Read, too, in chapter 15 about Zadok and Abiathar, the priests who had charge of the ark and were faithful to David. (Verses 24-29) We must also make acquaintance of Ahimaaz, the son of Zadok, and Jonathan, the son of Abiathar, who waited outside the city to serve as messengers to take word to David. (Verses 27, 28) And this they did, and helped David to get safely across the Jordan. (2 Sam. 17:15-22) Note also the fate of Ahithophel. We find Ahimaaz in our next lesson running to David with another important message.
1. Who was Absalom? What is said of his appearance?
2. What did Absalom wish to do? How did he try to bring it about?
3. What did David do? Tell me about his going over the Mount of Olives.
4. Who at another time was rejected in Jerusalem, and found a welcome with the people beyond Jordan?
In connection with this story, read Psalm 3. "A Psalm of David when he fled from Absalom his son. Lord, how are they increased that trouble me! Many are they that rise up against me." In Prophets and Psalms this Psalm is seen in its application to the Lord "when He was in temptations and subdued the hells and was then in a state of humiliation in which He prayed to the Father."
A sad feature of this story is David's love for Absalom which had so poor a return. This appears still more strongly in our next lesson. There is in the treachery of Absalom and Ahithophel the sadness which we recognize in Judas' betrayal of the Lord, and in all unfaithfulness to Him in those who have opportunity to know and love Him. The sadness of such treachery is expressed in other Psalms. See Ps. 41:9; 55:12-15.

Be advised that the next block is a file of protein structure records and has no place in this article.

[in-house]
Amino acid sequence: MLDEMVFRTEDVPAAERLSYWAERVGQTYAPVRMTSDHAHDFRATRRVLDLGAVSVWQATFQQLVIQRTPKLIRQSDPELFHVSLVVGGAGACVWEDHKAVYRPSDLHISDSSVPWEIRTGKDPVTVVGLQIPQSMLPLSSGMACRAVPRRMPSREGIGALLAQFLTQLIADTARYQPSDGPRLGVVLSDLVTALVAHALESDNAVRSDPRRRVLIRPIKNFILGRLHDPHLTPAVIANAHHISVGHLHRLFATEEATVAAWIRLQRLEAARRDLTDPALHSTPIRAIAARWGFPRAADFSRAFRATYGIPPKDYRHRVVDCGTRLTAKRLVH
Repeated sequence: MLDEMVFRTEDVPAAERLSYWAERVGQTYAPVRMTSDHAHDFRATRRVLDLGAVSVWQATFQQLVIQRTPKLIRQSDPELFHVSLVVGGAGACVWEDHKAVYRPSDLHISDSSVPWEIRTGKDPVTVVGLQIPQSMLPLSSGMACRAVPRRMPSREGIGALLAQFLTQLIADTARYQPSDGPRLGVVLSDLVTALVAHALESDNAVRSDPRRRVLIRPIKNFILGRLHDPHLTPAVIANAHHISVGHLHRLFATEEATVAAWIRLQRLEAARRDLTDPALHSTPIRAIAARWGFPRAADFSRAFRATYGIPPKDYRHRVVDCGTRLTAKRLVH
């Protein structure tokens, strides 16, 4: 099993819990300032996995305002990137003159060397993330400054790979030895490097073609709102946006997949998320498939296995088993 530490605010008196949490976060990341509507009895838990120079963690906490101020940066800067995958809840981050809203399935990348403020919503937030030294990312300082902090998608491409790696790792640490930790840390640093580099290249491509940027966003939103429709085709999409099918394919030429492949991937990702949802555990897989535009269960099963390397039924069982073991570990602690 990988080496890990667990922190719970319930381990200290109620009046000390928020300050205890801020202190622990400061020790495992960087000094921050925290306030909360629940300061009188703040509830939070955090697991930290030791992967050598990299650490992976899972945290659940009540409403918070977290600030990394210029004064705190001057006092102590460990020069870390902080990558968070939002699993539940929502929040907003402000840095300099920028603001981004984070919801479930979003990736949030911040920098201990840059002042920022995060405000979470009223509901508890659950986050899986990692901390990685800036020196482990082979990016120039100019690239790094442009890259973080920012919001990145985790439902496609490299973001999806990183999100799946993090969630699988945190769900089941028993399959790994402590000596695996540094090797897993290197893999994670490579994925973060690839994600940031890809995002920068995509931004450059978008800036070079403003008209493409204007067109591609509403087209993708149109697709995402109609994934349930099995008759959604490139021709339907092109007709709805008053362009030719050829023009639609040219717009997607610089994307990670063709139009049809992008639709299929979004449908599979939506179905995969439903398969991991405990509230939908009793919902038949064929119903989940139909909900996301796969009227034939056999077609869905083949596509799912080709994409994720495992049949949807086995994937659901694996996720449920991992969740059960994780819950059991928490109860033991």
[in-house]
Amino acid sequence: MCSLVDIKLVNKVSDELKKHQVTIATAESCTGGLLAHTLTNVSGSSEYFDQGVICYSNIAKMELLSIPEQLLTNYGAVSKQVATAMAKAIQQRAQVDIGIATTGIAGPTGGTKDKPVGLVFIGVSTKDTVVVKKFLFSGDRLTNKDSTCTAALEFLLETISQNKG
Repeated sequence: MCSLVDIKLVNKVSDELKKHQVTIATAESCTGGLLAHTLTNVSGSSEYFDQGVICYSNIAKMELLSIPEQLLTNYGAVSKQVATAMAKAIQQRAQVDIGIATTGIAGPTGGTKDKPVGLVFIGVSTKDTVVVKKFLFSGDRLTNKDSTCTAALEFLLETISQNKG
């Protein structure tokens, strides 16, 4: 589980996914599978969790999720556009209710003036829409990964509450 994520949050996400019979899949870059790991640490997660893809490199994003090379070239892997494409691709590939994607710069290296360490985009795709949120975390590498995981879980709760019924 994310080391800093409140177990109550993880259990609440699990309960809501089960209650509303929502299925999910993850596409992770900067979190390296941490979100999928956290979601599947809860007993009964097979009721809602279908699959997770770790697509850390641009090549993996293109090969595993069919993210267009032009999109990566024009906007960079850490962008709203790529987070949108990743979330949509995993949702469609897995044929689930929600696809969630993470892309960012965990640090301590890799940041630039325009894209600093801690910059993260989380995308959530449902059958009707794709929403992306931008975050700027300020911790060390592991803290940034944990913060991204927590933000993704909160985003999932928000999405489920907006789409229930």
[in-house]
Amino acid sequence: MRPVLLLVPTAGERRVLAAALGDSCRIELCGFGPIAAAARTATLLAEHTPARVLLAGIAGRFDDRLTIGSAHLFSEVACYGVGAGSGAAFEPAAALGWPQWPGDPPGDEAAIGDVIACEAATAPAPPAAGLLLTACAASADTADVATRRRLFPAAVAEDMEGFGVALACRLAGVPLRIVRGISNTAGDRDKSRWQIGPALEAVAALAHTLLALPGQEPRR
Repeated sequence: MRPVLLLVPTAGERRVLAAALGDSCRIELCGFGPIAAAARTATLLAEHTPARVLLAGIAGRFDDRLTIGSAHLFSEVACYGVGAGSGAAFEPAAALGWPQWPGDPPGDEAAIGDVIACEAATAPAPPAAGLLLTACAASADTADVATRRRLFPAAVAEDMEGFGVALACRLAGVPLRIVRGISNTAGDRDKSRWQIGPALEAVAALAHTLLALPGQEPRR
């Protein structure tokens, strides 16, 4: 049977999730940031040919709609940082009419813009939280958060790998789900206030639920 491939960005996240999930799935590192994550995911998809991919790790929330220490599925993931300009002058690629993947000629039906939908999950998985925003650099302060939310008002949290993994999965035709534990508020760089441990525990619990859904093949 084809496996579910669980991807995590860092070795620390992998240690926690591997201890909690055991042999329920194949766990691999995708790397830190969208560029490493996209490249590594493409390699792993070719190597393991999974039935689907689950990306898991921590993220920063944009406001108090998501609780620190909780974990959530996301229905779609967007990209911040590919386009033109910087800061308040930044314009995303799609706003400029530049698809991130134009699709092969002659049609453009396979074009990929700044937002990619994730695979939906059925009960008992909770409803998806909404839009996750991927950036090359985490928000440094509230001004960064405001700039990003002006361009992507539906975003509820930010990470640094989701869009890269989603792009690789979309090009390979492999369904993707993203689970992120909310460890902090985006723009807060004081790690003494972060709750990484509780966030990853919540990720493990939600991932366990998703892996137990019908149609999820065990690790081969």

Several things that are said of Absalom give us some idea of the kind of temptation which is represented by this rebellion. His mother was a princess of Geshur in the beyond-Jordan country. This, like Saul's association with that country, at once suggests an external, not spiritual quality of life. Absalom was noted for his physical beauty and especially for his hair. Remember Samson's hair as a type of the letter of the Divine Word and its power. (S. 49) The mule which carried Absalom to his death and the branches of the oak in which he was caught both suggest a literal, not spiritual mind. (A. 1949, 4552) Absalom's effort by flattery and attractive promises to win the hearts of the people away from David must represent the power of literal interest in the Word and of attractive externals of religion to draw one away from spiritual truth which searches the heart and makes life genuinely good. Saul represents a first literal grasp of the Lord's truth and a first effort by that truth to rule the life. This is good when it is the best understanding and obedience that one is yet capable of, but when one is able to understand and to live more truly and spiritually it is disloyal to be satisfied with a superficial understanding of the Word or with superficial piety. (D. 2658, 2694)
In David's leaving Jerusalem in order that war might not come upon the holy city, there is a suggestion of the Lord's Providence in restricting contention so far as possible to external things, keeping deeper things concealed until they can be received in a humble and reverent state of mind. (A. 4677, 9942)